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The Washington Redskins and Cleveland Indians have both announced they are considering a possible name change. The Atlanta Braves have, so far, indicated they don’t plan to follow suit, but the team is apparently considering a different kind of change.
The Braves are currently holding discussions about their use of the “Tomahawk Chop,” according to The Athletic’s Ken Rosenthal.
The “Chop,” which has been played repeatedly at Braves home games since the 1990s, has received criticism in the past as insensitive to native groups.
Tribes, Cardinals pitcher criticized ‘Tomahawk Chop’ last year
St. Louis Cardinals pitcher Ryan Helsley, a member of the Cherokee nation, criticized the chant and gesture during last season’s National League Division Series:
“I think it’s a misrepresentation of the Cherokee people or Native Americans in general,” Helsley said. “Just depicts them in this kind of caveman-type people way who aren’t intellectual. They are a lot more than that. It’s not me being offended by the whole mascot thing. It’s not. It’s about the misconception of us, the Native Americans, and how we’re perceived in that way, or used as mascots. The Redskins and stuff like that.
The Braves responded to Helsley’s criticism by saying they would not play the “Chop” music and graphics while Helsley was on the mound and would not distribute foam tomahawks to fans during Game 5 of the NLDS, a comical blowout at the hands of the Cardinals.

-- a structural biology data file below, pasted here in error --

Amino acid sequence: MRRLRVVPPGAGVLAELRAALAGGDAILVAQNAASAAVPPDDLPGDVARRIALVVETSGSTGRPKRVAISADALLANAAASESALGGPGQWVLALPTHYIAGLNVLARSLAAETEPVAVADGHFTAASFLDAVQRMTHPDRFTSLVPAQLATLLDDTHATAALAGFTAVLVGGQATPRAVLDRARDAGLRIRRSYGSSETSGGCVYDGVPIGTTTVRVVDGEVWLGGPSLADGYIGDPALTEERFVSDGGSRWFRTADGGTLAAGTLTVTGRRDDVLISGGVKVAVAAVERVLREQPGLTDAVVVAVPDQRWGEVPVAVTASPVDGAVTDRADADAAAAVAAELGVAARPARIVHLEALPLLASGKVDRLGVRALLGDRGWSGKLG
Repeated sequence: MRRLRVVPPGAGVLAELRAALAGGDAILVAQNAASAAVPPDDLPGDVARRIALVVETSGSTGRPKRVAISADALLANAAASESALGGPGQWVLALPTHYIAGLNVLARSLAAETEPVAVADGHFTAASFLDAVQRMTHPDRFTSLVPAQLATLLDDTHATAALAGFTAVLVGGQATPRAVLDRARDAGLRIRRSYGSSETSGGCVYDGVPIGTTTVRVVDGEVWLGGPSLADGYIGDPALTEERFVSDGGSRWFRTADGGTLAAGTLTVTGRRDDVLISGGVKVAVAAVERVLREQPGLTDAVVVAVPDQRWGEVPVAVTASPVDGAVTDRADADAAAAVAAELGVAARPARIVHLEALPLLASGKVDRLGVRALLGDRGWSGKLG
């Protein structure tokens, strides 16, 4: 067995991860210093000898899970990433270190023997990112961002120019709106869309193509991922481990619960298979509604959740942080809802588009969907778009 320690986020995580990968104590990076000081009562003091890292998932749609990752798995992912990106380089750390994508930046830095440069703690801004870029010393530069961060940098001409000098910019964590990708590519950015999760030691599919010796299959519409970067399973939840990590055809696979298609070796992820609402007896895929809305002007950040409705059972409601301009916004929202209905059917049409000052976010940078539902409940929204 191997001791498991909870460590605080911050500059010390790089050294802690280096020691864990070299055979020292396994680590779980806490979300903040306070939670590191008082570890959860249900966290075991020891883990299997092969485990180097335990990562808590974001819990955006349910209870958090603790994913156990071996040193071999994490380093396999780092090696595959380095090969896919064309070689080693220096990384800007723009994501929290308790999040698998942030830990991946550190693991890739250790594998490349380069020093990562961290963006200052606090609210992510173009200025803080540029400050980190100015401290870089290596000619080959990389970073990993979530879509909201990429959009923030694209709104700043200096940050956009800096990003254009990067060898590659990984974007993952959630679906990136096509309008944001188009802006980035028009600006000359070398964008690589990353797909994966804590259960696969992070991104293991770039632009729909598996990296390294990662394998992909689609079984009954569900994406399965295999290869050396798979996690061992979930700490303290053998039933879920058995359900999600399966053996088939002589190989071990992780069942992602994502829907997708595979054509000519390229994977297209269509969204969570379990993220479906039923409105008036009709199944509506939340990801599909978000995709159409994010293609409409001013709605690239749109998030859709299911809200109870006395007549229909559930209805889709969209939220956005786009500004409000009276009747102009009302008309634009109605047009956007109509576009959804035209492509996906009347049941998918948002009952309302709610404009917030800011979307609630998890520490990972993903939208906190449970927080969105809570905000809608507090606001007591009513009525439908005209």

Georgia native tribes have also criticized the gesture and called for its end.
The reaction to Helsley appeared to be a tacit admission that the “Chop” was indeed insensitive toward American Indians, and the Braves had pledged to continue talking with the Native American community once the season was over.
In a statement released over the weekend, the Braves said they have held meetings with their Native American Working Group and still have work to do. From The Athletic:
“The Atlanta Braves honor, support and value the Native American community. That will never change,” the team said in a statement released to media outlets over the weekend.
The Braves added they have held meetings with their Native American Working Group, which will collaborate with the team on “cultural issues, education and community outreach to amplify their voices and show our fans they are still proudly here.”
The statement concluded, “We have much work to do on and off the field, but the Atlanta Braves are ready to meet the challenge of these times.”
The Braves’ discussions about the “Chop,” as well as the potential name changes in Washington and Cleveland, come at a time of renewed pressure against institutional racism that has emerged in the wake of George Floyd’s killing.
Origins of the ‘Tomahawk Chop’
While the “Tomahawk Chop” is defended by some as a tradition, the practice’s use by the Braves is younger than a dozen players on the team’s active roster.
The gesture popped up in Braves games when Deion Sanders, a former star at Florida State, joined the team in 1991 and grew popular among the fans at Turner Field. The song and gesture both have their roots at Florida State Seminoles football games.
Florida State, as well as the Kansas City Chiefs, both still use the “Tomahawk Chop,” though Florida State does so with the approval of the Seminole tribe it gets its name from.
Braves have done something like this before
As Rosenthal notes, the Braves have some experience in getting rid of an insensitive part of their franchise. The team dropped its “Chief Noc-A-Homa” mascot in 1985, though the stated reason was pay and performance disputes with the actor who played the mascot rather than sensitivity.
The Braves also ceased use of their “Screaming Indian” logo in the 1980s, though did try to bring it back on a spring training cap in 2013.
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